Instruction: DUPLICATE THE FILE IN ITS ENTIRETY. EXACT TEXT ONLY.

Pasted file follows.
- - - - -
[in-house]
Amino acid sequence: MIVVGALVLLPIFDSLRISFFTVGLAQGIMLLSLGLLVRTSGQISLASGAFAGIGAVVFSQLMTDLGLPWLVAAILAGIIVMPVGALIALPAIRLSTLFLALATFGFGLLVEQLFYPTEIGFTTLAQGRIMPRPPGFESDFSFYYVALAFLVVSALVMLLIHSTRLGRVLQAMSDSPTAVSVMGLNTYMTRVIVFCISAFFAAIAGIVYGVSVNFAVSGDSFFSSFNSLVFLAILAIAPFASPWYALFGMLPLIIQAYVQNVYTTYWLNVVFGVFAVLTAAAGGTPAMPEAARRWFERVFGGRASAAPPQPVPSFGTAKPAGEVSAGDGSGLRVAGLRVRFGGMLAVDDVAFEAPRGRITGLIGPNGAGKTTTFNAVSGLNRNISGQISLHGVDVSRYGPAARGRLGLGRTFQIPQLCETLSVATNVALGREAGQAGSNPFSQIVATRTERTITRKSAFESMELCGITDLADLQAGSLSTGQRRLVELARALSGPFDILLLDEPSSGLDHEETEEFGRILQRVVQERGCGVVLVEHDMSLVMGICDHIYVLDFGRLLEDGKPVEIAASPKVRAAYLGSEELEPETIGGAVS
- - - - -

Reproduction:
[in-house]
Amino acid sequence: MIVVGALVLLPIFDSLRISFFTVGLAQGIMLLSLGLLVRTSGQISLASGAFAGIGAVVFSQLMTDLGLPWLVAAILAGIIVMPVGALIALPAIRLSTLFLALATFGFGLLVEQLFYPTEIGFTTLAQGRIMPRPPGFESDFSFYYVALAFLVVSALVMLLIHSTRLGRVLQAMSDSPTAVSVMGLNTYMTRVIVFCISAFFAAIAGIVYGVSVNFAVSGDSFFSSFNSLVFLAILAIAPFASPWYALFGMLPLIIQAYVQNVYTTYWLNVVFGVFAVLTAAAGGTPAMPEAARRWFERVFGGRASAAPPQPVPSFGTAKPAGEVSAGDGSGLRVAGLRVRFGGMLAVDDVAFEAPRGRITGLIGPNGAGKTTTFNAVSGLNRNISGQISLHGVDVSRYGPAARGRLGLGRTFQIPQLCETLSVATNVALGREAGQAGSNPFSQIVATRTERTITRKSAFESMELCGITDLADLQAGSLSTGQRRLVELARALSGPFDILLLDEPSSGLDHEETEEFGRILQRVVQERGCGVVLVEHDMSLVMGICDHIYVLDFGRLLEDGKPVEIAASPKVRAAYLGSEELEPETIGGAVS